Suzanne’s attorney said the couple have made an “extraordinary effort” to have a positive impact on their family and community. She said her client was deeply remorseful and called her client law-abiding, hardworking and from humble beginnings.

“She did commit a crime and admits it, but it doesn’t discount the good she and her husband have done in this community for decades,” she concluded before also asking that her client receive five years’ probation.

Suzanne Fusco followed with her statement.

“I’m sorry for what I’ve done,” she said as her voice broke with emotion. “And I wake up every day feeling sick and full of regret.” She went on to say she was embarrassed to face friends and community members.

Assistant U.S. Attorney Jeffrey Graves addressed the court next.

“A lifetime of good, no matter how good, doesn’t dismiss the wrongs,” Graves said. He called it a scheme perpetrated for years to hide more than a million dollars. “It’s not just them getting overwhelmed as Ken stated in court today. It’s intent over and over again. ‘We are masters of disguise’ they told the IRS undercover agent.”

Graves called the 12 to 18 month prison sentence guidelines appropriate. He called the couples’ motive “greed” and deserving of a more serious penalty.

“We have a system of law and not indulgences,” Graves said. “What could they have done for their community? Paid their fair share of taxes.”

Graves went on to say he had “no doubt probation will be a piece of cake for them.” He then agreed the couple have done good things for the community and that it should be taken into account in lowering their sentence. He recommended three months of incarceration followed by supervised release, and added that probation alone was not adequate.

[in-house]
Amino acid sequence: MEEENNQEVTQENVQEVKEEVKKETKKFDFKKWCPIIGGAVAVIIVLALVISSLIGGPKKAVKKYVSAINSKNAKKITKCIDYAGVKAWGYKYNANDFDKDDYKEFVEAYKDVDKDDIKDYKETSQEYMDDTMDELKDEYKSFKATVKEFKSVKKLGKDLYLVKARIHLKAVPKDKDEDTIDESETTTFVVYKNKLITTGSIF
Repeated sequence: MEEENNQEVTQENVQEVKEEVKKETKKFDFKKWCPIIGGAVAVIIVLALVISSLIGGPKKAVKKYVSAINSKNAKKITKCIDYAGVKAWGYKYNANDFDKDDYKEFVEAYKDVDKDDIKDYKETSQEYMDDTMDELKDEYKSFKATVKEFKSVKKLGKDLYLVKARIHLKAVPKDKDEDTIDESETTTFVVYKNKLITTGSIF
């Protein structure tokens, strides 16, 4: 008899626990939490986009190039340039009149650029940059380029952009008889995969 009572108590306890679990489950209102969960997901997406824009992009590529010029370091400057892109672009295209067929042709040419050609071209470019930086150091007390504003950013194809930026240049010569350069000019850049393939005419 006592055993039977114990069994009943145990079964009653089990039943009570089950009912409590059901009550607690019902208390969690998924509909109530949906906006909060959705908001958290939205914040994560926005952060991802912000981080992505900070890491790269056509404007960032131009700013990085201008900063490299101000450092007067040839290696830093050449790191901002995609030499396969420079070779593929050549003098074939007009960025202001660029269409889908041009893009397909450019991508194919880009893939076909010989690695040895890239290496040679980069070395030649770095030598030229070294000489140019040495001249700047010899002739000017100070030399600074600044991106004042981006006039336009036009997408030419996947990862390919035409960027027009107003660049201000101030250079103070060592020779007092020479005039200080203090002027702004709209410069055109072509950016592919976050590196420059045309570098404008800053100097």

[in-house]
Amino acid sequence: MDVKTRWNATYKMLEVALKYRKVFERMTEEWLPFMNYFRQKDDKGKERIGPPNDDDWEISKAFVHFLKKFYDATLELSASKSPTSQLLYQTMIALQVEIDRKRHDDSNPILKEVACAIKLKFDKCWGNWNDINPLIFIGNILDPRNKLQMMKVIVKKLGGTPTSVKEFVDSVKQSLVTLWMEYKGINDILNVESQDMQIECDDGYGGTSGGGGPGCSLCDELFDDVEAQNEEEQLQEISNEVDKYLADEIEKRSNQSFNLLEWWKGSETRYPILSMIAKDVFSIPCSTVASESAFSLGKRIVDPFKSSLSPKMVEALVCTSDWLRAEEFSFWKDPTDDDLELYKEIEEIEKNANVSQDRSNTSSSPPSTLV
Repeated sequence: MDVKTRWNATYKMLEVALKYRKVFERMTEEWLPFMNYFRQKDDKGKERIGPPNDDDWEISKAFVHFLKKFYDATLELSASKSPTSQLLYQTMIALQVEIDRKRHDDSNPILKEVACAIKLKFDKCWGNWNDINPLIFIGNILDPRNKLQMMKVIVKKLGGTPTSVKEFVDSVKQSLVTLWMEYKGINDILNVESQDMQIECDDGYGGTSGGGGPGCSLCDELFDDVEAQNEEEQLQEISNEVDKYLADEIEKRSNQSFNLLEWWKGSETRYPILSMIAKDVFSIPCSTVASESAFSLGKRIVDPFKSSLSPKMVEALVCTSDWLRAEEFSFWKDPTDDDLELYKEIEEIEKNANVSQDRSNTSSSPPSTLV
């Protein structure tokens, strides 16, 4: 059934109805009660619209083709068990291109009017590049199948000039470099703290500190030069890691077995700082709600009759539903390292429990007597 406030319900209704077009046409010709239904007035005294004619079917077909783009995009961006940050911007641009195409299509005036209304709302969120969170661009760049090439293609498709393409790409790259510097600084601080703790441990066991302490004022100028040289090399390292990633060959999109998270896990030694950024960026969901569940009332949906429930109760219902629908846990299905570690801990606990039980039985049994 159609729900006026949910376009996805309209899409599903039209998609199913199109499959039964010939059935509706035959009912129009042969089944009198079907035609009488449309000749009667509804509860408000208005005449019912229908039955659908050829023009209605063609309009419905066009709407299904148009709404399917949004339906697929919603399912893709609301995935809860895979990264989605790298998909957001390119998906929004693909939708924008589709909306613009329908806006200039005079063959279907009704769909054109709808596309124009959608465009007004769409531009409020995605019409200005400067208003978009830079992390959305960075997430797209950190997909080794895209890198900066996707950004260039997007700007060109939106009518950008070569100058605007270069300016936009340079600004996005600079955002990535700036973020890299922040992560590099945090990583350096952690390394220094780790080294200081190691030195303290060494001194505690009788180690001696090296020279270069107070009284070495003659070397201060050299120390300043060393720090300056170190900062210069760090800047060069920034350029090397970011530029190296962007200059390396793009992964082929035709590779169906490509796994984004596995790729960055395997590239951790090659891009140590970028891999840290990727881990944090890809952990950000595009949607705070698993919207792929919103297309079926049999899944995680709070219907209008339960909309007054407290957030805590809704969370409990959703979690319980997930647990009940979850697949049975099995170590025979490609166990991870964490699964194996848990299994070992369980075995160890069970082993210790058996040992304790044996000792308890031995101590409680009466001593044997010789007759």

Blackburn talked about the temptation to underreport earnings but called the Fuscos transgression a “collision between greed and vanity.” They should have realized what they were doing was “immoral and illegal,” he said. “But they only quit when they were caught.”

Blackburn called tax evasion of any kind an assault on the U.S. Treasury, and said everyone else has to hold their noses and pay.

“Millions of law-abiding taxpayers do it every year,” he said.

Blackburn said he was considering probation versus three months custody, which he called reasonable under current federal sentencing statute.

Blackburn then accepted the plea agreement and the defendants’ motions for sentences below guidelines before passing his sentence. The six months of house arrest includes exemptions for education, employment, religious services, medical and mental health visits, consultation with lawyers, courts, probation officers, and other approved activities.

“Each of you needs to understand clearly that probation is not a God-given right, it’s a privilege not to be exploited,” he said. “Violate one thing and you could be sentenced to a lengthy term in federal penitentiary. Don’t take this personally but I hope never to see either of you again ... but if you are back before me for a probation violation – bring your toothbrush” because you will be going to prison, he said.